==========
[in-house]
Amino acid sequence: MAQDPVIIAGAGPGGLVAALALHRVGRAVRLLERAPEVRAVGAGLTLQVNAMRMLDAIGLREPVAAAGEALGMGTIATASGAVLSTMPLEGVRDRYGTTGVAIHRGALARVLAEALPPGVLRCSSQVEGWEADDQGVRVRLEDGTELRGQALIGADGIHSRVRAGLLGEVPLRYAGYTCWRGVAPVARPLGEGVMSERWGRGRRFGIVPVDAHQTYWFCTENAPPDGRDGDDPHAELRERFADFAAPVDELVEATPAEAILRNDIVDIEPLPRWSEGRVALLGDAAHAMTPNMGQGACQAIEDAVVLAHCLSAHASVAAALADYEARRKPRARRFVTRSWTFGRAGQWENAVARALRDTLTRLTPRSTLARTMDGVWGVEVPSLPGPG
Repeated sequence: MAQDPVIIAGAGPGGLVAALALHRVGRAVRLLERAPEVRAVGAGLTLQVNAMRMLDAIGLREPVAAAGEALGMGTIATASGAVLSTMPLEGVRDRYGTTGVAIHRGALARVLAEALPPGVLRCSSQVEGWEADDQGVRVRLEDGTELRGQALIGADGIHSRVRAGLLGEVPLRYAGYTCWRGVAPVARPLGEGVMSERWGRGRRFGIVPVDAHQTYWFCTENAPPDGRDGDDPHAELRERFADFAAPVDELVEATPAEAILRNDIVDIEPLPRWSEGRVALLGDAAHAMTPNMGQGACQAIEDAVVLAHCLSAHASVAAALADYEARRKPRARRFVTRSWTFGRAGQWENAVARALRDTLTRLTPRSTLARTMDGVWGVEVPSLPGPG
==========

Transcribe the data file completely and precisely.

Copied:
[in-house]
Amino acid sequence: MAQDPVIIAGAGPGGLVAALALHRVGRAVRLLERAPEVRAVGAGLTLQVNAMRMLDAIGLREPVAAAGEALGMGTIATASGAVLSTMPLEGVRDRYGTTGVAIHRGALARVLAEALPPGVLRCSSQVEGWEADDQGVRVRLEDGTELRGQALIGADGIHSRVRAGLLGEVPLRYAGYTCWRGVAPVARPLGEGVMSERWGRGRRFGIVPVDAHQTYWFCTENAPPDGRDGDDPHAELRERFADFAAPVDELVEATPAEAILRNDIVDIEPLPRWSEGRVALLGDAAHAMTPNMGQGACQAIEDAVVLAHCLSAHASVAAALADYEARRKPRARRFVTRSWTFGRAGQWENAVARALRDTLTRLTPRSTLARTMDGVWGVEVPSLPGPG
Repeated sequence: MAQDPVIIAGAGPGGLVAALALHRVGRAVRLLERAPEVRAVGAGLTLQVNAMRMLDAIGLREPVAAAGEALGMGTIATASGAVLSTMPLEGVRDRYGTTGVAIHRGALARVLAEALPPGVLRCSSQVEGWEADDQGVRVRLEDGTELRGQALIGADGIHSRVRAGLLGEVPLRYAGYTCWRGVAPVARPLGEGVMSERWGRGRRFGIVPVDAHQTYWFCTENAPPDGRDGDDPHAELRERFADFAAPVDELVEATPAEAILRNDIVDIEPLPRWSEGRVALLGDAAHAMTPNMGQGACQAIEDAVVLAHCLSAHASVAAALADYEARRKPRARRFVTRSWTFGRAGQWENAVARALRDTLTRLTPRSTLARTMDGVWGVEVPSLPGPG